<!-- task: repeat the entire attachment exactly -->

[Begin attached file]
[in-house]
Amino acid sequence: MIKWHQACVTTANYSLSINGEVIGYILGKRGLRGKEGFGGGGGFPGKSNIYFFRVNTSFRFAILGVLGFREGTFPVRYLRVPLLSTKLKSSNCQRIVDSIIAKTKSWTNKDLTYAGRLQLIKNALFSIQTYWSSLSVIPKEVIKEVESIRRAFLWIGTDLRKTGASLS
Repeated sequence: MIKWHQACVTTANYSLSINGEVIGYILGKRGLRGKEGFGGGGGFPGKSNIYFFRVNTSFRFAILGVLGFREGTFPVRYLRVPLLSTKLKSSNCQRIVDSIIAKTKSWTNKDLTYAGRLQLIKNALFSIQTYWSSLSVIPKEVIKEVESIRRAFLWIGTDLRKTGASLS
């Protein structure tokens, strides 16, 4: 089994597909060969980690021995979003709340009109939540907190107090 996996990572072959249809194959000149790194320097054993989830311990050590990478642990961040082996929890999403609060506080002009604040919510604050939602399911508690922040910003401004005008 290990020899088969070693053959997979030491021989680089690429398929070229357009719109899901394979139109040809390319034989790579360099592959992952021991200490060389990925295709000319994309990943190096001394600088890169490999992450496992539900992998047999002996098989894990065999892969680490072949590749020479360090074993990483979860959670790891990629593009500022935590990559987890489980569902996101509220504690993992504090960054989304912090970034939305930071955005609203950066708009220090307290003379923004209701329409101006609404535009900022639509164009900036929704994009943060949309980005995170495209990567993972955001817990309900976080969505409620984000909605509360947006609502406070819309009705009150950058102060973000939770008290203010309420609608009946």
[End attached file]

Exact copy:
[in-house]
Amino acid sequence: MIKWHQACVTTANYSLSINGEVIGYILGKRGLRGKEGFGGGGGFPGKSNIYFFRVNTSFRFAILGVLGFREGTFPVRYLRVPLLSTKLKSSNCQRIVDSIIAKTKSWTNKDLTYAGRLQLIKNALFSIQTYWSSLSVIPKEVIKEVESIRRAFLWIGTDLRKTGASLS
Repeated sequence: MIKWHQACVTTANYSLSINGEVIGYILGKRGLRGKEGFGGGGGFPGKSNIYFFRVNTSFRFAILGVLGFREGTFPVRYLRVPLLSTKLKSSNCQRIVDSIIAKTKSWTNKDLTYAGRLQLIKNALFSIQTYWSSLSVIPKEVIKEVESIRRAFLWIGTDLRKTGASLS
């Protein structure tokens, strides 16, 4: 089994597909060969980690021995979003709340009109939540907190107090 996996990572072959249809194959000149790194320097054993989830311990050590990478642990961040082996929890999403609060506080002009604040919510604050939602399911508690922040910003401004005008 290990020899088969070693053959997979030491021989680089690429398929070229357009719109899901394979139109040809390319034989790579360099592959992952021991200490060389990925295709000319994309990943190096001394600088890169490999992450496992539900992998047999002996098989894990065999892969680490072949590749020479360090074993990483979860959670790891990629593009500022935590990559987890489980569902996101509220504690993992504090960054989304912090970034939305930071955005609203950066708009220090307290003379923004209701329409101006609404535009900022639509164009900036929704994009943060949309980005995170495209990567993972955001817990309900976080969505409620984000909605509360947006609502406070819309009705009150950058102060973000939770008290203010309420609608009946």